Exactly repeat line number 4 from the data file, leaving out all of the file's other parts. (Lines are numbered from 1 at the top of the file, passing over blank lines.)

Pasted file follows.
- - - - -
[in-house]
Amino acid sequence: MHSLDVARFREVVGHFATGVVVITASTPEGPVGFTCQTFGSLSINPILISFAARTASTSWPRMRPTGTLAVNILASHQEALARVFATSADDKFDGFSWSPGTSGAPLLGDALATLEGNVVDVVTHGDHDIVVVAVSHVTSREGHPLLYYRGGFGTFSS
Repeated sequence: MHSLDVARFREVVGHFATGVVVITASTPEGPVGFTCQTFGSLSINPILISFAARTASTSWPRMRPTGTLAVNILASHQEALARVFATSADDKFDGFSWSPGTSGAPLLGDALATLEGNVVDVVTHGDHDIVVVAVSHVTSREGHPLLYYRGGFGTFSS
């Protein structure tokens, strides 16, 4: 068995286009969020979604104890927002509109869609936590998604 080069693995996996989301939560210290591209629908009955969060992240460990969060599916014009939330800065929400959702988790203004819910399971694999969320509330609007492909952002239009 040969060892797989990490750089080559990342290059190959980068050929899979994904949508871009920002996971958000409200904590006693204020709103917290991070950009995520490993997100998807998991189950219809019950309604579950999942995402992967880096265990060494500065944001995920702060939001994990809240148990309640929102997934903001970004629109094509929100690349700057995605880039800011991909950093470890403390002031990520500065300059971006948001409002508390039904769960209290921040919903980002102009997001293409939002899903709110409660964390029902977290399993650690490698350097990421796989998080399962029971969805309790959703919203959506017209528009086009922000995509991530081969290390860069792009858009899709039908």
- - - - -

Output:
């Protein structure tokens, strides 16, 4: 068995286009969020979604104890927002509109869609936590998604 080069693995996996989301939560210290591209629908009955969060992240460990969060599916014009939330800065929400959702988790203004819910399971694999969320509330609007492909952002239009 040969060892797989990490750089080559990342290059190959980068050929899979994904949508871009920002996971958000409200904590006693204020709103917290991070950009995520490993997100998807998991189950219809019950309604579950999942995402992967880096265990060494500065944001995920702060939001994990809240148990309640929102997934903001970004629109094509929100690349700057995605880039800011991909950093470890403390002031990520500065300059971006948001409002508390039904769960209290921040919903980002102009997001293409939002899903709110409660964390029902977290399993650690490698350097990421796989998080399962029971969805309790959703919203959506017209528009086009922000995509991530081969290390860069792009858009899709039908």